2015 was definitely a year, and that year had movies. Some of them were good, some of them were bad. How to know which is which? Well, allow me to be your machete as you hack your way through this dense thicket of #CONTENT.
A lot of people wonder why I don’t start at the bottom first, treat this like a real countdown. There’s a simple reason for that. Aside from the fact that I’m not much for stagecraft, who ever thinks about what their 15th favorite movie is? No, me, I start at the top, with number one, because that’s what I’m most confident in. Sort of like wearing your nice underwear on the first date. Start strong and fizzle out, that’s my life advice.
As always, all opinions are final, and I will fight you. KNIVES OUT!
1. Anomalisa (original review)
I know, I know, what a hipster. (I vote a moratorium on this word in ’16, BTW.) I am, picking a movie that almost no one reading this has even seen, one that didn’t open in New York and L.A. until this week. I’m sorry! I swear I didn’t choose it to be cool!
To be honest, it was a tough decision trying to decide between Anomalisa or Fury Road at number one. I ended up going with Anomalisa simply because I feel like I’ll end up thinking about it the most. It offered that ol’ “Insight Into The Human Condition,” and did it in a cheeky, clever way. It took what could’ve been a depressive observation on the illusory nature of attraction and was so eloquent in the telling that it made it feel inspiring. Thank God for Charlie Kaufman. There was no other movie I saw where I had less of an idea where it was going, or was happier when it got there. It was like one long pleasant surprise, and I think it will stay with me a long time. It’s up there with Charlie Kaufman’s best, and with him that’s saying something.
2. Mad Max: Fury Road (original review)
Mad Max: Fury Road is probably the populist pick, and mostly the correct one, which is a rare thing. If more sequels were like Fury Road, I would love sequels. Fury Road makes The Road Warrior seem almost quaint by comparison. George Miller didn’t just build a world, he built it, and then invented a logic of how it would develop, and went crazy with it. He did world building so well that the story barely even mattered. I’d watch any story that took place amongst a gang of engine-worshipping marauders who huff chrome and name their tumors, so the fact that the stunt work was the best of the last 10 or 15 years was just added value. Did Mad Max: Fury Road forever kill the shaky cam? I hope so.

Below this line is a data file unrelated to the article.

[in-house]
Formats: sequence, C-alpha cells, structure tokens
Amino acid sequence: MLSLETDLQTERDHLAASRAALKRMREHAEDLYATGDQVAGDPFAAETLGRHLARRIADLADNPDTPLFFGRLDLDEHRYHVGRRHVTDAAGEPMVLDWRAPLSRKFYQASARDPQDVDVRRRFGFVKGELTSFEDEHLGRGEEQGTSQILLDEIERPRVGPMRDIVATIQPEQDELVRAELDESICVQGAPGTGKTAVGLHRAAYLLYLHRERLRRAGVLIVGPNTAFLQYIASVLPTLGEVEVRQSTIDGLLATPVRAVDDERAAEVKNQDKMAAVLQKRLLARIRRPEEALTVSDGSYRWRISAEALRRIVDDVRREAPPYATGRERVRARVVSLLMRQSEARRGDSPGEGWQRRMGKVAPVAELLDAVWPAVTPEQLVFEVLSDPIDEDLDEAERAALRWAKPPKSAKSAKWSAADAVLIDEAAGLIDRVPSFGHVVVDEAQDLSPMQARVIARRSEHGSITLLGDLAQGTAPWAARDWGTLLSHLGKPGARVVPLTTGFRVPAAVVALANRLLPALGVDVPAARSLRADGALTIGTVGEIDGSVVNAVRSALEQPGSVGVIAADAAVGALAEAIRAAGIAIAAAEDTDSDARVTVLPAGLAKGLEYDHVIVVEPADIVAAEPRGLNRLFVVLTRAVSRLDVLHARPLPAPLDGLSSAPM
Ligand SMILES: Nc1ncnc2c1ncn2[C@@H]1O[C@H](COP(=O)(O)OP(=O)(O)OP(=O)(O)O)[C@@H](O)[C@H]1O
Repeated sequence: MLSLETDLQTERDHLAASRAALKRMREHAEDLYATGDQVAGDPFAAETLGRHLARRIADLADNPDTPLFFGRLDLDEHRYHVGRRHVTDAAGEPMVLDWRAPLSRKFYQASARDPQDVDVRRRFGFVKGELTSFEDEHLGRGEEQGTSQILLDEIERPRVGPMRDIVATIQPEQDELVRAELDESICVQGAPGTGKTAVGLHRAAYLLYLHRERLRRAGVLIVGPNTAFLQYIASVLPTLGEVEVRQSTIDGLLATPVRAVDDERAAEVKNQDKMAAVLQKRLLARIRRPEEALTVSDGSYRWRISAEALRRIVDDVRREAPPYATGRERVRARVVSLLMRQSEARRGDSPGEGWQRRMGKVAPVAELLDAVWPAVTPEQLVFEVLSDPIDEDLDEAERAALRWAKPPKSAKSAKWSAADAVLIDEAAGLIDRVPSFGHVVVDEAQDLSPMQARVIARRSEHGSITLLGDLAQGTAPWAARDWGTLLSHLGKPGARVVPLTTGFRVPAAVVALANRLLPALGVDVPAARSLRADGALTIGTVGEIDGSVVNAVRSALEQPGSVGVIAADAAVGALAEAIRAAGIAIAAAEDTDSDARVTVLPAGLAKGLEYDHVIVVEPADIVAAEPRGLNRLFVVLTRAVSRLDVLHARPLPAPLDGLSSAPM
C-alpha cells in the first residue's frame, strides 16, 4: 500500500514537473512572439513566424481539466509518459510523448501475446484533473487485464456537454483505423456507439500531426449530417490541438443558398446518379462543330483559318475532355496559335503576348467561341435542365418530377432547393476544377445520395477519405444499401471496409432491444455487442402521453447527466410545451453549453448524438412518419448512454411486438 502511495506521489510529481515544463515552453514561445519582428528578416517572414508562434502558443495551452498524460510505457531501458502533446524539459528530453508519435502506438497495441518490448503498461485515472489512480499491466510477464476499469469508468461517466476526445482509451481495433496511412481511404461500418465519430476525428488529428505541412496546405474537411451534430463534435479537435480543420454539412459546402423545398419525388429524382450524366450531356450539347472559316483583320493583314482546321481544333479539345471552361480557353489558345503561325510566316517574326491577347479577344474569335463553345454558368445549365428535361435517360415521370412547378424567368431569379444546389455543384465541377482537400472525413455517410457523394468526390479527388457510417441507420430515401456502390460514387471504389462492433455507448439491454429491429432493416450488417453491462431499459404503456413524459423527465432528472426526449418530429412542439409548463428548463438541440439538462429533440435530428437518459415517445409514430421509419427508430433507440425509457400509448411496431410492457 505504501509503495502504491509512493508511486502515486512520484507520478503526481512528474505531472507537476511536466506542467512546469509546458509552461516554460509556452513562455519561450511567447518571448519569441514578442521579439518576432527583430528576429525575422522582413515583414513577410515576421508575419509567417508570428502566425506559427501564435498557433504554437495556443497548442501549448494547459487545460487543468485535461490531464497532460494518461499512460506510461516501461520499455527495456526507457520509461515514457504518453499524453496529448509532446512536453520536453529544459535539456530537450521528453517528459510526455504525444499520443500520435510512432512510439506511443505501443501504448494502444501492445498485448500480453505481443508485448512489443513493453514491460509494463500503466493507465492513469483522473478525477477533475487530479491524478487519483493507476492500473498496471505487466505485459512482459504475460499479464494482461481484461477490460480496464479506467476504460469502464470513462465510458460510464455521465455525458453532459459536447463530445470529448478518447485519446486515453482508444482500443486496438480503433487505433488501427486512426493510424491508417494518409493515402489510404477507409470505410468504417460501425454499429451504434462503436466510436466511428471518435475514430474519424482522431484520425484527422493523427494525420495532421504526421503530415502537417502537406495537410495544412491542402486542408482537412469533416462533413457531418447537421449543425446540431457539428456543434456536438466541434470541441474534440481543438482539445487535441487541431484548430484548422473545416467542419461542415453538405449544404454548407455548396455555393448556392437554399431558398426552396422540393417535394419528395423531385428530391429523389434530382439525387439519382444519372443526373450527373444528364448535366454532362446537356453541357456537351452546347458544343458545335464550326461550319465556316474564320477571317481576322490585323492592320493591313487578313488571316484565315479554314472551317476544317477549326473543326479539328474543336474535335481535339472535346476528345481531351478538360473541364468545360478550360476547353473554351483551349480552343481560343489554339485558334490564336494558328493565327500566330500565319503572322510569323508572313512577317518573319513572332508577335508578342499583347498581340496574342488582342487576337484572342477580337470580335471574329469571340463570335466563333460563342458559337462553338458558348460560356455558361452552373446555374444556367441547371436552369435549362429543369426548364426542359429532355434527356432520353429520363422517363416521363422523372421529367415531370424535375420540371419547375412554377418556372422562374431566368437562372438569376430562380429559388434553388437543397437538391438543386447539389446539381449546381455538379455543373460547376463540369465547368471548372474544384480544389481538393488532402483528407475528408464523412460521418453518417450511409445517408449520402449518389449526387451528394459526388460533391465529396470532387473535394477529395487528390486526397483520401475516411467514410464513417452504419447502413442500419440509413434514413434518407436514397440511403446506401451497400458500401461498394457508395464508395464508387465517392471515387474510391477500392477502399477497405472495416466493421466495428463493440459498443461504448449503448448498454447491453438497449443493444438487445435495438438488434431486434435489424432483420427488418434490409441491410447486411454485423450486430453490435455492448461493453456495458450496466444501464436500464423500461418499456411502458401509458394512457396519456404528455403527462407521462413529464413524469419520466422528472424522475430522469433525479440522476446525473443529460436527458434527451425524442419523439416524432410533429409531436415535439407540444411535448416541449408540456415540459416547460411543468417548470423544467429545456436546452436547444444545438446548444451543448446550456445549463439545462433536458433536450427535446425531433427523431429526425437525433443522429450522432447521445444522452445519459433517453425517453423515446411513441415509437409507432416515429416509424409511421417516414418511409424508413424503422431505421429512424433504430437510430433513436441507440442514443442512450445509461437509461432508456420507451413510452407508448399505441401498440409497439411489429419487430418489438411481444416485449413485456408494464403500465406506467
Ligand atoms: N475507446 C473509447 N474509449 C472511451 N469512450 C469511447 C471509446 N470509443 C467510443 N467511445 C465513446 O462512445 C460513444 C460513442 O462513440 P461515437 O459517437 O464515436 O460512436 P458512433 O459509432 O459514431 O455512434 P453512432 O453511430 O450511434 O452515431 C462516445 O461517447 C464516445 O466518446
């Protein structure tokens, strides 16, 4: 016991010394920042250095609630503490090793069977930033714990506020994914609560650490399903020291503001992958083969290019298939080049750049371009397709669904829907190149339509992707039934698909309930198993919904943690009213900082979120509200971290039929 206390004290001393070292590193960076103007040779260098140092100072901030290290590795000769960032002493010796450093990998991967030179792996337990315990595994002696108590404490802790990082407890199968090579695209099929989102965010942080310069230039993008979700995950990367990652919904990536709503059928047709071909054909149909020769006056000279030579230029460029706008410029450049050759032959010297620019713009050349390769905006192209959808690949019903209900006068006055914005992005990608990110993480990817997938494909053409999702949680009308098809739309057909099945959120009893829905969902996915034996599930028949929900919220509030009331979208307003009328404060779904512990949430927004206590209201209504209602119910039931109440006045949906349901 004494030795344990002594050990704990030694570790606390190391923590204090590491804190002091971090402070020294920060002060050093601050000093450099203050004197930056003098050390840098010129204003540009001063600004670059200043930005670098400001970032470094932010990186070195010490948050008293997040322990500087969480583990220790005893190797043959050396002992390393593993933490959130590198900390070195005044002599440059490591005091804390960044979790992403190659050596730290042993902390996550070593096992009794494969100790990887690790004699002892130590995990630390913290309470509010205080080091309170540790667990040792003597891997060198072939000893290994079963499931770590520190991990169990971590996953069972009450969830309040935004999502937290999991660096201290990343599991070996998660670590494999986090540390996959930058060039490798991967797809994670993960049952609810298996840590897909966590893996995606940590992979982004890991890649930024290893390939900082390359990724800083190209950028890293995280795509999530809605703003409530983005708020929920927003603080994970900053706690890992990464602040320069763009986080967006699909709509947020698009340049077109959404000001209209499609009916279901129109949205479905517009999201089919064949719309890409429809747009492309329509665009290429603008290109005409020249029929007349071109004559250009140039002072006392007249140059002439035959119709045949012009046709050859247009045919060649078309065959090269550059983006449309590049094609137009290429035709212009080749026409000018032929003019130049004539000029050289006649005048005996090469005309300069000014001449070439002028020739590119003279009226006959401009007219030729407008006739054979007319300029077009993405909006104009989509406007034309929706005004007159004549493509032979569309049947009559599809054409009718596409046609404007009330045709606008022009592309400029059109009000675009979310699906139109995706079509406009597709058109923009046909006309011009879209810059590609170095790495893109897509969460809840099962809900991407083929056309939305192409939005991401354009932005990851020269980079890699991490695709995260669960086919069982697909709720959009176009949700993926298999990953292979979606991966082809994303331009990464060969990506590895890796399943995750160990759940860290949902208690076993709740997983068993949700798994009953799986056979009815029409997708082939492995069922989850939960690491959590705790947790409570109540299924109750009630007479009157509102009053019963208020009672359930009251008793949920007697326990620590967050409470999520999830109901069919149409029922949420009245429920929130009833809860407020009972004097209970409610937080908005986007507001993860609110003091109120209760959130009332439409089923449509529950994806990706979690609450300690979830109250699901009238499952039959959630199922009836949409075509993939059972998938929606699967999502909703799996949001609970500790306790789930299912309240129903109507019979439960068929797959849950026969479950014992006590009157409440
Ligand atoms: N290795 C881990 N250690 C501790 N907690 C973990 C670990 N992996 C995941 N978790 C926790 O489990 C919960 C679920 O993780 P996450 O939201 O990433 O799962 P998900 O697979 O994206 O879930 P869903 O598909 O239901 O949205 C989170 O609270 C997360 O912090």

3. Brooklyn (original review)
Brooklyn is the kind of movie I feel like I can recommend to anyone, because it was patently not “my kind of movie” and I still ended up loving it, intensely. Describing why is much harder, especially when you’re talking to your shoot-’em-up-action-movie-loving dude friends.
“What should I see?”
“Really? What’s it about?”
“Uh, it’s about this Irish girl, and she comes to America.”
“Oh nice, does she join a gang or something?”
“No, no, nothing like that. She, uh… she gets a job at a department store, she starts dating a plumber, and she ends up torn between two suitors.”
“Oh. Uh… Huh. So is it, like, sexy?”
“Oh no, it’s very chaste. She wears poodle skirts and the guys wear really high-waisted trousers and mostly they just pine for each other. I cried a lot. Anyway, brah, you want another beer?”
Brooklyn had two of my favorite performances this year, Saoirse Ronan and Emory Cohen, who managed to seem suave despite playing a plumber with his slacks pulled up to his nipples. More importantly, Brooklyn was a nice reminder that you can have compelling drama without major trauma, or surrounding your protagonist with evil predators. It’s sort of the anti-The Immigrant, a period drama that depicts the heartbreak of immigrating without sensationalizing it. And almost all of the characters are… really nice, actually. Having pleasant characters, who seem nice to be around, is an underutilized storytelling technique these days. Something I realized especially when I was watching Joy the other day, which spends 45 minutes surrounding Jennifer Lawrence with awful, hectoring, completely unlikable (and not especially believable) dickheads.
Also, that Irish dude singing a sad song in the soup kitchen on Thanksgiving was worth at least three Up openings on the making-me-cry scale.
4. Ex Machina (original review)
Speaking of performances I loved this year, holy hell, Oscar Isaac. Is he too young for a lifetime achievement award? Playing a charismatic, sociopathic billionaire in Ex Machina, he was like if Bill the Butcher was techno-utopianist Men’s Rights Activist. And Alicia Vikander gets my vote for best supporting actress. I doubt many actresses could bring to life a seductive robot with ulterior motives, and all without a scalp. You try acting without a scalp, that’s high-level stuff. Ex Machina was by far the best movie about AI and the nature of consciousness I saw in the last few years, and I saw at least 10 of them. (Better luck next time, Self/Less).
5. It Follows (original review)